May 29, 2010

Write with all the senses

Unless something is written from an omnipresent point of view, one way or another we are experiencing the story through the eyes of a character (or characters if we're dealing with a novel that changes POV between chapters) and somehow we need to forge a connection with them in order to empathise and retain interest in what is happening. What makes writing an effective medium where television and radio fails is that literature can make you experience everything with all the senses. It's not just about seeing and hearing, while these are our primary senses the others shouldn't be neglected too.

Out in real life though we also feel, taste and smell and these can also effect our emotions, define what we feel and trigger old memories. Until all the senses can be provoked I think there will always be a wall between the reader/viewer/listener; TV never manages to feel real.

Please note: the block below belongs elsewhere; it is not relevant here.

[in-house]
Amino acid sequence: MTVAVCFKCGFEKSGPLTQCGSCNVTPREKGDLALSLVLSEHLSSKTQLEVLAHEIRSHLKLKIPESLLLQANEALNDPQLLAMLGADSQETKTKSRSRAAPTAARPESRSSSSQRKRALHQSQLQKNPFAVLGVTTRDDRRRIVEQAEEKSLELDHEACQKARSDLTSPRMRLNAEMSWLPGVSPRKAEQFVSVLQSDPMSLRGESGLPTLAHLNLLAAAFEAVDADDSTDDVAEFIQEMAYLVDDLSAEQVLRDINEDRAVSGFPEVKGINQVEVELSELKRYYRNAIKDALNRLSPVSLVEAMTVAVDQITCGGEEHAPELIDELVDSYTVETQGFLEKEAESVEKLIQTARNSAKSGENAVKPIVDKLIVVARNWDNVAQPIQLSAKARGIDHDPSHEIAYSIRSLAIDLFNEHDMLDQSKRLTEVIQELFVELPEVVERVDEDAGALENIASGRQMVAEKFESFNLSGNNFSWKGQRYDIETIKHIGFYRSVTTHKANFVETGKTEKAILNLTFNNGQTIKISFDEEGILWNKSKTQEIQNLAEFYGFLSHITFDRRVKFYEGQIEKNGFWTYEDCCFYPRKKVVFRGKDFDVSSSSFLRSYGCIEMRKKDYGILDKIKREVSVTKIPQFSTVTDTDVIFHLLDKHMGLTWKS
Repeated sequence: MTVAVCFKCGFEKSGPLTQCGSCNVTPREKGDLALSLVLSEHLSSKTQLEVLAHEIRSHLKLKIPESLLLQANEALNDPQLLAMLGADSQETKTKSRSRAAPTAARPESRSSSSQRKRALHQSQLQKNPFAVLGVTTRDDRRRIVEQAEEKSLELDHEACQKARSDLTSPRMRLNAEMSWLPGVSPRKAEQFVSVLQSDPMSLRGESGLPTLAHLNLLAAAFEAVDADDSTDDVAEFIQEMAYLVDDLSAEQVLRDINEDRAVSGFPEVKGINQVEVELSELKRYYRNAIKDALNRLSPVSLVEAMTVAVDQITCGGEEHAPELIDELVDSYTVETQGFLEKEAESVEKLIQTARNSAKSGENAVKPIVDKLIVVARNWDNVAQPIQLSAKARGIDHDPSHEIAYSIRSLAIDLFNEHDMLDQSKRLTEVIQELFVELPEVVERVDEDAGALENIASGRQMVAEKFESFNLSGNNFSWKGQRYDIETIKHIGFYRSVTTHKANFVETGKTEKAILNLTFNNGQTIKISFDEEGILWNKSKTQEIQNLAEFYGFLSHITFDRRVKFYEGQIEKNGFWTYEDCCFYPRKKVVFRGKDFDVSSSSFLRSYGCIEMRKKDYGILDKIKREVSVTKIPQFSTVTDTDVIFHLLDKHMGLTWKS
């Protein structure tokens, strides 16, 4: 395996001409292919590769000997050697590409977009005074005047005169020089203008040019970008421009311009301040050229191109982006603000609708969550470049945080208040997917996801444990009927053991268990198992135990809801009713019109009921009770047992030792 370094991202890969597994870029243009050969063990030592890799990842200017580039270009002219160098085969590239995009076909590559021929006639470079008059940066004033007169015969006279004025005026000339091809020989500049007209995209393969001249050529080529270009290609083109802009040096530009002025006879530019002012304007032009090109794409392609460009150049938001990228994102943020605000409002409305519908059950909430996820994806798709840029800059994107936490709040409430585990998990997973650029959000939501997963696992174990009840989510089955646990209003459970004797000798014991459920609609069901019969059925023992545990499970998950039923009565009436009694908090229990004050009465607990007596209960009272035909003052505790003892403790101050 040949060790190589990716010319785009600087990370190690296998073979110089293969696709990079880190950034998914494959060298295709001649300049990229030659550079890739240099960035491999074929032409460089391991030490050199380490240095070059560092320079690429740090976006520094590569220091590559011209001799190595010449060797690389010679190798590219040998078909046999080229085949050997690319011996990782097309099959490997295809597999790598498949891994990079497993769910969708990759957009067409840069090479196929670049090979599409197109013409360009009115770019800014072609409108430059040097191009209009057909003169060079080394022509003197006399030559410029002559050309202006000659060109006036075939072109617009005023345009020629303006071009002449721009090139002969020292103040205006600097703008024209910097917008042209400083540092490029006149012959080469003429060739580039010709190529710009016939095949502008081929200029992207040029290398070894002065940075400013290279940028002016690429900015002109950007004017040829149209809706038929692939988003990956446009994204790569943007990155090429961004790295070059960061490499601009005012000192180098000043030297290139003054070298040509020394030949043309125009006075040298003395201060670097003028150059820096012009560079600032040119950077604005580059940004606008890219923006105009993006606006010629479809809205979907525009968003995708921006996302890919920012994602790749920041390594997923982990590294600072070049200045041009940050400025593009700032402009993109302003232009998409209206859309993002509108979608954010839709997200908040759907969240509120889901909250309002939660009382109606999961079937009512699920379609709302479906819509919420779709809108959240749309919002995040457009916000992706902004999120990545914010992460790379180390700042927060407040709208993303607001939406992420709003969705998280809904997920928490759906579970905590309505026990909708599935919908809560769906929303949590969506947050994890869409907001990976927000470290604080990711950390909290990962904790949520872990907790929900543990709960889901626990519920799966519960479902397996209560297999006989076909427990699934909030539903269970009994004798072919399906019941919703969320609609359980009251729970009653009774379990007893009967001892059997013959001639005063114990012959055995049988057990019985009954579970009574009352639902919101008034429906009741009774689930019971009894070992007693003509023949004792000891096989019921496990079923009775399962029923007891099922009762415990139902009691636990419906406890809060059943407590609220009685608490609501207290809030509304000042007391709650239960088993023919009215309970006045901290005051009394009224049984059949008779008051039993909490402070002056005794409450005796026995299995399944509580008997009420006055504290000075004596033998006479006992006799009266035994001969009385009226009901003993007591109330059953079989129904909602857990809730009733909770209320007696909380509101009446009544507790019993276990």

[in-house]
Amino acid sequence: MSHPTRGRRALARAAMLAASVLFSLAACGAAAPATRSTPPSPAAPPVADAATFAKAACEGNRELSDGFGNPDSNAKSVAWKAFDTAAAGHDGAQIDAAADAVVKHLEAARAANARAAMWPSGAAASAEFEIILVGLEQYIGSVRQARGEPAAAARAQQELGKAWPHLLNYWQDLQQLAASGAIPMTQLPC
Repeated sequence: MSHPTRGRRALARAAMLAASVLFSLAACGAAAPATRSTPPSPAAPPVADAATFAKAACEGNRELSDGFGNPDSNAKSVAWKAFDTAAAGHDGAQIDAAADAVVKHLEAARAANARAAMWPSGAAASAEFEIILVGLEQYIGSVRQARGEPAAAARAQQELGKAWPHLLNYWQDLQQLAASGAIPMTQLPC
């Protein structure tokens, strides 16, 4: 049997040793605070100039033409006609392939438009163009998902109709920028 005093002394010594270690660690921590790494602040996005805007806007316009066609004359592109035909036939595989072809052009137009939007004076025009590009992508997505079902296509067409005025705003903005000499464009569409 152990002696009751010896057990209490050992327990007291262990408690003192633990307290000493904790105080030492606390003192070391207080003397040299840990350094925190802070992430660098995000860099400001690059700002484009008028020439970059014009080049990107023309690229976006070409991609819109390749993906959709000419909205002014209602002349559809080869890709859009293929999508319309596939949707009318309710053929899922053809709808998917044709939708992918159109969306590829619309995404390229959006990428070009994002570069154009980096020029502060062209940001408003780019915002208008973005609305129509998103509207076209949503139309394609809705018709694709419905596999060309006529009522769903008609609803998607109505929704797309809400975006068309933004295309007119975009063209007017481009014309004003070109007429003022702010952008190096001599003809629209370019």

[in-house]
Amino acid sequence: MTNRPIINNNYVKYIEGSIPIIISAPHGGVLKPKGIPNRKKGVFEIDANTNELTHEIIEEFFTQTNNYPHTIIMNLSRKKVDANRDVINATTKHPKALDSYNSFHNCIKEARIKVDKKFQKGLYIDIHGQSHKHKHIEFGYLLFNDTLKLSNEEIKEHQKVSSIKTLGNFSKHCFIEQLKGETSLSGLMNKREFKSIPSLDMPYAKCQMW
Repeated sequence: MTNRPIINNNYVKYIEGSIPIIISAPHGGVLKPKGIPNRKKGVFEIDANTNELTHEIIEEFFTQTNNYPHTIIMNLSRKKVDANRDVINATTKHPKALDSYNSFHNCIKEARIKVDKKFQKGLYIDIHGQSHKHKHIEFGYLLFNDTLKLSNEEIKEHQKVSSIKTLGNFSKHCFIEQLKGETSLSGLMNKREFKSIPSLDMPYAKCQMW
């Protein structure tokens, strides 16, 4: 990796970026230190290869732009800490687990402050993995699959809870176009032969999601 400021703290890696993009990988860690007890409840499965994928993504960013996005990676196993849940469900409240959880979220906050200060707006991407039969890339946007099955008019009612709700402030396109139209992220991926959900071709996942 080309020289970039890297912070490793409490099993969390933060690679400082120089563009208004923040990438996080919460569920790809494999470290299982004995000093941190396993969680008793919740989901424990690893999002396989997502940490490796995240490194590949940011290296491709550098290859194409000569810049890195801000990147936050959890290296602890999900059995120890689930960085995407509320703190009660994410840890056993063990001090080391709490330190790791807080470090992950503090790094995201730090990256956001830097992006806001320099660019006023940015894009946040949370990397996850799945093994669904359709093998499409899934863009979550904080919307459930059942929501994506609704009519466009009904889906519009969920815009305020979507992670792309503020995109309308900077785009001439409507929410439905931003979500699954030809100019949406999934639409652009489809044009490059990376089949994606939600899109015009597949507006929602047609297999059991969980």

But a good book or story can hit my emotional centre for precisely this lack of sensory limitation. Someone who manages to not only engage imagery inside my head and what things sound like but also tells me what the character tastes, the smell of a place or a person and the physical sensations they go through be it internal body responses or external stimuli really gives the reader a full-on pull into that world and brings it to life. No longer is it just letters on a page but it becomes a whole reality.

I always try to think beyond what we hear and see in the stories I write. It's not enough to say "he was frightened" when you could show this by the clenched muscles in his stomach, the sweat on the base of his neck, the persistent shaking of his hands. Telling emotions fail to take effect, saying "I felt considerable emotion" is probably the least emotional thing you could write. What are the physical sensations of feelings and experiences? What makes something so real and so sensual? Smell, taste and touch play a large roll in turning writing into something that is technicolor as opposed to black and white. We can see and watch from the outside with the most obvious senses but something will be missing without the others.

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